Dapr provides round robin load balancing of service invocation requests with the mDNS protocol, for example with a single machine or with multiple, networked, physical machines.

The diagram below shows an example of how this works. If you have 1 instance of an application with app ID FrontEnd and 3 instances of application with app ID Cart and you call from FrontEnd app to Cart app, Dapr round robins’ between the 3 instances. These instance can be on the same machine or on different machines. .

Diagram showing the steps of service invocation

Note: You can have N instances of the same app with the same app ID as app ID is unique per app. And you can have multiple instances of that app where all those instances have the same app ID.

Tracing and metrics with observability

By default, all calls between applications are traced and metrics are gathered to provide insights and diagnostics for applications, which is especially important in production scenarios. This gives you call graphs and metrics on the calls between your services. For more information read about observability.

Service invocation API

The API for service invocation can be found in the service invocation API reference which describes how to invoke a method on another service.

Example

Following the above call sequence, suppose you have the applications as described in the hello world quickstart, where a python app invokes a node.js app. In such a scenario, the python app would be “Service A” , and a Node.js app would be “Service B”.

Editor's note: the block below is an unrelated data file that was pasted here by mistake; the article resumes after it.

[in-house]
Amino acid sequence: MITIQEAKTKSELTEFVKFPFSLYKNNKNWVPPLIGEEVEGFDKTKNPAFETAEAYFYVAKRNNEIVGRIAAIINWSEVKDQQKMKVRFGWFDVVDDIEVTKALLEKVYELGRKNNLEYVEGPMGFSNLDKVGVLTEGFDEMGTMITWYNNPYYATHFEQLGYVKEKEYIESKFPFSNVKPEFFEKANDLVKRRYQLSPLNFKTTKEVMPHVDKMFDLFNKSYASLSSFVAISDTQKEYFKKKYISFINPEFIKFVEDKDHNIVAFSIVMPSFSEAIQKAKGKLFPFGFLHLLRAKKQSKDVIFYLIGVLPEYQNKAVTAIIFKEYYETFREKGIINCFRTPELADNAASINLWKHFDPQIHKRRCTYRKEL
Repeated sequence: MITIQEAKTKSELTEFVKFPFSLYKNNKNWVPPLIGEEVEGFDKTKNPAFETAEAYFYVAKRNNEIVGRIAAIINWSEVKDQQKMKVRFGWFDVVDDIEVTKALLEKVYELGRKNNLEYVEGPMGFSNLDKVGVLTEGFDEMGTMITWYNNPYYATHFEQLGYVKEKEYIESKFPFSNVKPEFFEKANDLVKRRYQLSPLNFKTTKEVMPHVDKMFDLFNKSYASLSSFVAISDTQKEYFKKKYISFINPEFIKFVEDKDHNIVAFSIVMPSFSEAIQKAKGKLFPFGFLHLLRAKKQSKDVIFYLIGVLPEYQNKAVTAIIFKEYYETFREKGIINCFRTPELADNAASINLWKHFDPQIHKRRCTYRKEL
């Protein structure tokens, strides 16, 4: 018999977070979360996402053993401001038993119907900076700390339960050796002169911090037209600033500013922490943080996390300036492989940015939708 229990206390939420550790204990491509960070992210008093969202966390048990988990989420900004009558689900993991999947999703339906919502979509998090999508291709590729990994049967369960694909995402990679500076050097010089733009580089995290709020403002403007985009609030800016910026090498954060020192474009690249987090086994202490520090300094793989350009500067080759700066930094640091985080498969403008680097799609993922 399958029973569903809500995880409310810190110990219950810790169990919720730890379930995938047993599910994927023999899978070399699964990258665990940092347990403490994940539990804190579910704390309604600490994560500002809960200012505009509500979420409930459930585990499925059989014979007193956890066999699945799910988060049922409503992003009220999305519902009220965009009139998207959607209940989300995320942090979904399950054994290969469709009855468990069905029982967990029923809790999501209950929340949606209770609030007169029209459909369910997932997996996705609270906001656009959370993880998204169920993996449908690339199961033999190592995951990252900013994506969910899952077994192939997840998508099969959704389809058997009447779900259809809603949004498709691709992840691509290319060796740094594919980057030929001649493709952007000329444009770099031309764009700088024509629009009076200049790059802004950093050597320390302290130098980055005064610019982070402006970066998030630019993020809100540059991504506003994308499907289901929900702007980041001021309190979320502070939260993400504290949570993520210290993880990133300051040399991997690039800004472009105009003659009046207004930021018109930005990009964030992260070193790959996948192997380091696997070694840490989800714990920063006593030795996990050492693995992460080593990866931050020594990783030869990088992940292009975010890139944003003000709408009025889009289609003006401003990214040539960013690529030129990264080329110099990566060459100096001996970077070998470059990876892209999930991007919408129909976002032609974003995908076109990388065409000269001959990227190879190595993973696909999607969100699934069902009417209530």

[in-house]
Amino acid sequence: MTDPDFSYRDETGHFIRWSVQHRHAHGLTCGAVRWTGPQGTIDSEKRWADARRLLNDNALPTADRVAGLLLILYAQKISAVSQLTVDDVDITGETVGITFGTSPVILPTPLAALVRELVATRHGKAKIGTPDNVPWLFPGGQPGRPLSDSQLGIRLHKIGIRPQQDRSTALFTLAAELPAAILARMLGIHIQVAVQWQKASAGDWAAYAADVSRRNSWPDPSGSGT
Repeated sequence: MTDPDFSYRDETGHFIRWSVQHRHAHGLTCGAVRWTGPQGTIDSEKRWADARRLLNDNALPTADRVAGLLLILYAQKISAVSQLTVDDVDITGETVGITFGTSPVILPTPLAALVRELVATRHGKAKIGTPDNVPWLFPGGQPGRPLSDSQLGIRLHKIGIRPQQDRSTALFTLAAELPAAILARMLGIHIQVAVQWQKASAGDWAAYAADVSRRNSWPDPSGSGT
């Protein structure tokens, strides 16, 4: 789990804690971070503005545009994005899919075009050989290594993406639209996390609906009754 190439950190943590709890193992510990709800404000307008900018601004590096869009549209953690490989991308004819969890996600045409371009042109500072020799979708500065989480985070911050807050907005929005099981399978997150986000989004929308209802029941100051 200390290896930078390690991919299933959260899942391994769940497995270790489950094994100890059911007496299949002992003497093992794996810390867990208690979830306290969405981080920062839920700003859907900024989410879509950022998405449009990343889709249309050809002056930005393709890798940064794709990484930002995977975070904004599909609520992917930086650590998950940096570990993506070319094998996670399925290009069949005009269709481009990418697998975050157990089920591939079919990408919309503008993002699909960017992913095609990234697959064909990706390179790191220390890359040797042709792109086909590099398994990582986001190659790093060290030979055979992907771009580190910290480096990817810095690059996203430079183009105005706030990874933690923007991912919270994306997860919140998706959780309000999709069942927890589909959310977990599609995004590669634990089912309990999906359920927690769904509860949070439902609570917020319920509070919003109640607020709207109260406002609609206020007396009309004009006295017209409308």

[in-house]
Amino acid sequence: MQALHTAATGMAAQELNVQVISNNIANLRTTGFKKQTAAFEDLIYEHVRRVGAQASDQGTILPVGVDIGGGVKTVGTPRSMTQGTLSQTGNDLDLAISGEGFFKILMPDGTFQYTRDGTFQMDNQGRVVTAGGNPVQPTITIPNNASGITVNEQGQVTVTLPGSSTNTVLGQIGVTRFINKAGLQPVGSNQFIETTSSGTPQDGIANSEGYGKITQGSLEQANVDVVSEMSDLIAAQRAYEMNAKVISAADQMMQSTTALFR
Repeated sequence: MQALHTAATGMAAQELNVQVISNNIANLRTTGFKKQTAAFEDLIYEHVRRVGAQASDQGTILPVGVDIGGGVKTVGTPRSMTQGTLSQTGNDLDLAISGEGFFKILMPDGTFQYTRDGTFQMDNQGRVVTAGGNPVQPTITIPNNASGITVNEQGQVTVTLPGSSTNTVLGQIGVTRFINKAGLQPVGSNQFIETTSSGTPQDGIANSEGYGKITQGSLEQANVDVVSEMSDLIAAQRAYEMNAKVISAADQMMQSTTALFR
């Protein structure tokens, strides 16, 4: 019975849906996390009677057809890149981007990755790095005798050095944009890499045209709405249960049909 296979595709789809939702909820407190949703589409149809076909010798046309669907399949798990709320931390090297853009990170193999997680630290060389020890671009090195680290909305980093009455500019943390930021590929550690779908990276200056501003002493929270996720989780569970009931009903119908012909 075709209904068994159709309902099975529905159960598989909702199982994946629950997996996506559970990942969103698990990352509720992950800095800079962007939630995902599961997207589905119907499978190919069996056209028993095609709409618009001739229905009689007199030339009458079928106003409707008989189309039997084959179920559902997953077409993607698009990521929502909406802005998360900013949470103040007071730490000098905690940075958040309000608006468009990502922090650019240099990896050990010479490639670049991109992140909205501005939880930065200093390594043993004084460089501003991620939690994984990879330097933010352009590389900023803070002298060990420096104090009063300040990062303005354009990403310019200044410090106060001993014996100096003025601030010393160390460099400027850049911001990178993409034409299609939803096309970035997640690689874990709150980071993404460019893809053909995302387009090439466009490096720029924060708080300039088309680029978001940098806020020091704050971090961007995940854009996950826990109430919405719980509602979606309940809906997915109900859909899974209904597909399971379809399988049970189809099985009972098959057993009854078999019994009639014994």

The diagram below shows sequence 1-7 again on a local machine showing the API calls:

  1. The Node.js app has a Dapr app ID of nodeapp. The python app invokes the Node.js app’s neworder method by POSTing http://localhost:3500/v1.0/invoke/nodeapp/method/neworder, which first goes to the python app’s local Dapr sidecar.
  2. Dapr discovers the Node.js app’s location using name resolution component (in this case mDNS while self-hosted) which runs on your local machine.
  3. Dapr forwards the request to the Node.js app’s sidecar using the location it just received.
  4. The Node.js app’s sidecar forwards the request to the Node.js app. The Node.js app performs its business logic, logging the incoming message and then persist the order ID into Redis (not shown in the diagram)
  5. The Node.js app sends a response to the Python app through the Node.js sidecar.
  6. Dapr forwards the response to the Python Dapr sidecar
  7. The Python app receives the response.

Next steps

Last modified May 13, 2021: Add presentations section (#1480) (7894758)